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And here we are packing and getting ready to leave again. We have been home for a week and were scheduled to go to Seguin Island (this is a crazy year for us) on Sunday. Seguin was our first island lighthouse caretaking gig and it holds a special place in our hearts. Tim has been in touch with the present caretakers and it sounds like they have taken fabulous care of the island and hosted nearly 3000 visitors, each one escorted up the lighthouse tower in groups!

Now the weather report looks like we will go on Saturday because 6 foot seas are predicted for Sunday and the waters off the Kennebec River are some of the more treacherous coastal waters. They combine wind, tide and a beach landing. Oh for the protected waters of Protection Island.  It was so easy these few days back on the mainland. I only had to glance at the weather to see what clothing to wear. Now we’re back to looking at marine forecasts and it is not a pretty sight. The weather won’t be anything like Hurricane Harvey, which just devastated Houston, killed several, caused at least 30,000 people to seek shelter and will cost billions to repair.

But it will cause a change in plans.

We quickly assimilated to home living, however brief. We bonded with the northern grandchildren, went to a minor league baseball game, worked and worked, caught up with friends, unpacked, and now are packing again.

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Yet, I am trying to maintain the slow paced life I enjoyed in Washington. I walked the hour to work one day and saw this cloud upon cloud.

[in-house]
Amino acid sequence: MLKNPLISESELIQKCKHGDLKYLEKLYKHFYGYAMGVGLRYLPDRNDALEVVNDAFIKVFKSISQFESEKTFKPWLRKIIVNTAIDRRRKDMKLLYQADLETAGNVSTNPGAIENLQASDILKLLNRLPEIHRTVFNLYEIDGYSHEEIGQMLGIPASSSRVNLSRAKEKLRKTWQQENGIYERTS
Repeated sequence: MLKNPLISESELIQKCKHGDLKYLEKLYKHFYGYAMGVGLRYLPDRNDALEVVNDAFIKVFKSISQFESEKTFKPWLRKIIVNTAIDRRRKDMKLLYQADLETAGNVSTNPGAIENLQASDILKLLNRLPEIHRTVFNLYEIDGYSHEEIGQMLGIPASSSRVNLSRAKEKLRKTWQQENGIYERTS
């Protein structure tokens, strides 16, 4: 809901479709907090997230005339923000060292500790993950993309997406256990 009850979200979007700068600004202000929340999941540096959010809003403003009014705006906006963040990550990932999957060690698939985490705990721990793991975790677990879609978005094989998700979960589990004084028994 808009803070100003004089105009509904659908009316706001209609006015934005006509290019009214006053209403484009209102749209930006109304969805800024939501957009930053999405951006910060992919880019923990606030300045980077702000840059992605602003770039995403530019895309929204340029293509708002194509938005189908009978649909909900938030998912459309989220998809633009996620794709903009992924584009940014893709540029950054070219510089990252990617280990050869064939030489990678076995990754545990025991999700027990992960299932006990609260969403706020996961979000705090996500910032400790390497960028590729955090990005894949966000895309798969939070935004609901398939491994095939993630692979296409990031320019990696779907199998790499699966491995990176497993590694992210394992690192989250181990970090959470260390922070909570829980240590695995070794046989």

Another day after work, I went down to the Champlain bridge that spans Lake Champlain and walked back and forth between the states a couple of times and toured the Crown Point Historic site.

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We have a personal connection to this bridge. When they decided to replace the old one, they put several designs out for public comment and vote. This is the one we chose.

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I was reminded I have to try again to build a clay pizza oven. My first attempt collapsed but I saw a beautiful example at the Fort. I’m not sure when they use it but it inspired me.  I just have to stay home long enough to do it.

Now to pack.

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We slept little and rose early to a gale warning. Nothing materialized near us so we did our final clean up, shut off and lock down. I had to take the truck back to the maintenance shop to drop something off and flushed several eagles from the brush. They flew overhead to wish me godspeed.